Vagneur: Don’t Sacrifice History |

Tony Vagneur
Courtesy picture

Admire Aspen from the gondola or the top of Little Nell. Compare what you see to a photo of Aspen from the 1960s or even the 70s. Today, there doesn’t seem to be room to cram anything else into the overbuilt borough of the staged and pride embellishing the ego.

Growth. We take it – piled on our backs and psyches – one piece at a time, much like the proverbial frog placed in a pot of cold water over a heated stove. The temperature in the pot rises; the frog does not notice it because the increase in heat is gradual until, oops, too late to save itself. That’s how it could be here with new developments and new buildings.

Imagine the horror of Katie Skiff Chisholm, rest her soul, should she know what some people want to do with her little gray Victorian at 205 W. Main. Katie has spent most of her life in this house and, in an interview with the authors of Aspen: The Quiet Years, said: “People who have been here for maybe two years think they know exactly what the city needs. And I don’t blame them. I’m sure we have some very smart people coming to town. But I don’t think they do enough research. I don’t think they do enough groundwork.

In other words, they don’t make their history and they don’t understand the community.

Aside from 205, the entire area is a hotbed of historical significance. Next door to the west is the childhood home of Judge William Shaw, a man without whom Aspen and Walter Paepcke might still seek the key to success.

Directly across the driveway, south of the 205, is the Chalfant House, once occupied by a single mother and her two children, Lee and Cathy, my classmates at the Red Brick. Mrs. Chalfant’s father was Lucas “Woody” Woodall¸ chairman and longtime owner of the Pitkin County Bank, a man who kept many local ranchers, farmers and businessmen alive by receiving applications for loans to small morning hours after the bars. had closed. He sometimes kept some of us younger generation night owls up all night in his little miner’s house on Hallam, playing poker. Ancient Age was freely passed around the table.

At the end of the driveway to the south is 212 W. Hopkins, once the home of the Garret, a world famous flophouse for freshmen and unlucky ski enthusiasts, founded by Don “Hump” Hillmuth, patrolman of longtime skier of Aspen Mountain. leader, who recently passed away in September. Prior to that, if memory serves, the Blanning family lived there for some time.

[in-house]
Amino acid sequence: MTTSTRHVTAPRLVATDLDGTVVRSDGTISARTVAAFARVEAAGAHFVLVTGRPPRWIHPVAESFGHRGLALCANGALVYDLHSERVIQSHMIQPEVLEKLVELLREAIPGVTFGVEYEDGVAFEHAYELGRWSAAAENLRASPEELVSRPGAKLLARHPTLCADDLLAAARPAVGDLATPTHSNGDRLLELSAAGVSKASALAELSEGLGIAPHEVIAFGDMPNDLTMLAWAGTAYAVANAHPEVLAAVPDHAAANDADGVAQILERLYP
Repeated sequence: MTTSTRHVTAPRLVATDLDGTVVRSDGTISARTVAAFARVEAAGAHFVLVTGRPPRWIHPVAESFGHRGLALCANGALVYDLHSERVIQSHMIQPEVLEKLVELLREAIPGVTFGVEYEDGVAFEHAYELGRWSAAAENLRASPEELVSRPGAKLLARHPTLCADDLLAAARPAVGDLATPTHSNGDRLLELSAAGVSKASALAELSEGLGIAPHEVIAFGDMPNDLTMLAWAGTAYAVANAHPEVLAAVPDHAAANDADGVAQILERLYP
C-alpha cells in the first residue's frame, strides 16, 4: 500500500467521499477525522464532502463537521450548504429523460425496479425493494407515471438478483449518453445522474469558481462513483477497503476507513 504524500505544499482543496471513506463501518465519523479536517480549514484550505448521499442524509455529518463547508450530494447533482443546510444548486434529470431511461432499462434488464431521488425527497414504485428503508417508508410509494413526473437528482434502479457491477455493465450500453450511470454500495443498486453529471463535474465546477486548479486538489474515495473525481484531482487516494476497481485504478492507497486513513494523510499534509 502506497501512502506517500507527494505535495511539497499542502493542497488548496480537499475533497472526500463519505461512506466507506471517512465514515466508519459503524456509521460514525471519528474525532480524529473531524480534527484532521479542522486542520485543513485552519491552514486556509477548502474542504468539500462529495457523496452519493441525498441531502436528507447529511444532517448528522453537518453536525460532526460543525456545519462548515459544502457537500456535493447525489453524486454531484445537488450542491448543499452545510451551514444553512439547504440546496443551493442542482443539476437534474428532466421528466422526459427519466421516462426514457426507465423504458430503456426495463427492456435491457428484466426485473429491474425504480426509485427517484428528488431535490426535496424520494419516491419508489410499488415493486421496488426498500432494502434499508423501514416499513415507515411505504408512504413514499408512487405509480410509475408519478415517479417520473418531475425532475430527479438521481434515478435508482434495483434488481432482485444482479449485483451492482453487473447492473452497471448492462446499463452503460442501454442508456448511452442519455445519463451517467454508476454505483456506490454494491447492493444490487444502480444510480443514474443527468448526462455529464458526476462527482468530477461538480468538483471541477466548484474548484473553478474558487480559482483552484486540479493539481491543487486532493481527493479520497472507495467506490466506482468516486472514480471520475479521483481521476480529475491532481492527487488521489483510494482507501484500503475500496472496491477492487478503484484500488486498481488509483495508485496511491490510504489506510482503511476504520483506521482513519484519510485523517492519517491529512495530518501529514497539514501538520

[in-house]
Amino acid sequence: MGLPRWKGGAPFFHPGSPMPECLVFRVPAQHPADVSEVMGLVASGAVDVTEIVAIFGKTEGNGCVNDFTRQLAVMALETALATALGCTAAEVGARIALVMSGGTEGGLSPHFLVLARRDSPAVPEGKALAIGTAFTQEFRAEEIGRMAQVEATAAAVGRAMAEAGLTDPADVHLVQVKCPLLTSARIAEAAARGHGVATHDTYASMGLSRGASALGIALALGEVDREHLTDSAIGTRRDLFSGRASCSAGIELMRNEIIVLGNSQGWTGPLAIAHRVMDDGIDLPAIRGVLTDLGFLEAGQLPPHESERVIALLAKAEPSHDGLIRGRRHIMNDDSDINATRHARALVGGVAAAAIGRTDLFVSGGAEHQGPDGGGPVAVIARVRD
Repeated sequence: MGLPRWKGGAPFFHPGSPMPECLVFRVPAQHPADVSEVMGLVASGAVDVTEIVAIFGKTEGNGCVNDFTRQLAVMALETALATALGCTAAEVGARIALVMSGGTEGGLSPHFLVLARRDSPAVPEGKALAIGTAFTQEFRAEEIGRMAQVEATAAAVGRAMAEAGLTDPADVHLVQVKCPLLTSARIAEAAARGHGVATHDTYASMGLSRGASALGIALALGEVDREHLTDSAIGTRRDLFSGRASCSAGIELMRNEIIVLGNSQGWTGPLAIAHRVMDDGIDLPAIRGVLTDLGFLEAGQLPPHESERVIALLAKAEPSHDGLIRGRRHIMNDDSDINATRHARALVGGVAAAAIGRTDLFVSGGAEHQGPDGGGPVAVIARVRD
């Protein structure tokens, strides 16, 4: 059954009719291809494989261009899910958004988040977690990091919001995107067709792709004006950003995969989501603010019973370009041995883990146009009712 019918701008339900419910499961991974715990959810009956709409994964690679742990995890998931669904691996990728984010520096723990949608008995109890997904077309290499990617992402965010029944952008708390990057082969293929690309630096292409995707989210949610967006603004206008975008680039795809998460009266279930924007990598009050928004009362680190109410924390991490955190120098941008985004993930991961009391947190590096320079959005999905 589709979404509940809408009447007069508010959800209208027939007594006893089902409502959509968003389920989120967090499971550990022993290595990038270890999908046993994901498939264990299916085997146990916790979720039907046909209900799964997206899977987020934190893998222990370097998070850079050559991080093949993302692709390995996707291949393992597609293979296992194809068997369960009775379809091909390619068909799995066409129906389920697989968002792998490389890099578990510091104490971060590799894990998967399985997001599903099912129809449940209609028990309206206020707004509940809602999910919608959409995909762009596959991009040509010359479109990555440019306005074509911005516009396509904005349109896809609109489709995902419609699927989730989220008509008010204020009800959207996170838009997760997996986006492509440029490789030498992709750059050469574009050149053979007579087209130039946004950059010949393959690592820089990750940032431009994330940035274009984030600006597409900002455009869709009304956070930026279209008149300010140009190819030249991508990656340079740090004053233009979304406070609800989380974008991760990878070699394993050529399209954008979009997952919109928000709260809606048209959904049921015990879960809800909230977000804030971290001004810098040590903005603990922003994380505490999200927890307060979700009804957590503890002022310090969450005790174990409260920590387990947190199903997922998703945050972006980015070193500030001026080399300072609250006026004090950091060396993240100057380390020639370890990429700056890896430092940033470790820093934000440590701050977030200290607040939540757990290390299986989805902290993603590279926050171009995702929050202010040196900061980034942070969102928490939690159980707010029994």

Across Hopkins is the Alm House, of the pan abode generation, inexpensive prefab homes built in the 1950s and 1960s. It has been the vacation home of generations of tourists, including several families. Many of my friends have stayed there, including a very special girlfriend during our freshman year in college.

So, you see, it’s not just about houses and their meanings; it’s also about people and their importance. It is impossible to ignore the importance of history, both of buildings and of people.

But, the Alm House and most of the other historic homes in the immediate two-block vicinity have been/or are bastardized by monstrous additions pasted to their backs. It’s a weird and naïve way we have of trying to preserve history and, at the same time, allow huge additions to appease the egos and demands of new age landowners.

If I remember correctly, 205 W. Main is the last original house in this neighborhood which is a historical representation of what the whole neighborhood once looked like. And, now, not wanting to miss the “affordable housing” hustle and bustle, a nearby lodge on Main wants to move 205 W. Main from its historic footprint to make room for employee housing.

Take a look at the current development plans for this site, and your first question is sure to be, “Where the hell did the historic house go?”

It’s crammed into the northeast corner, like an afterthought, its historical significance almost totally obliterated. It’s a bit like tying a bear to the back fence and telling everyone there’s a wild beast in the yard. Unfortunately, the bear is visibly changed and only a shadow of himself remains.

The bottom line is this: Developing more “affordable housing” will only exacerbate our affordable housing crises, creating more growth. It’s a problem you can’t get out of.

In the meantime, put an end to this burgeoning misconception by refusing the development request for 205 W. Main. Sacrificing history for growth isn’t cool.

Tony Vagneur thanks Elizabeth Milias for having informed him of this affair. Tony writes here on Saturdays and awaits your feedback at [email protected].


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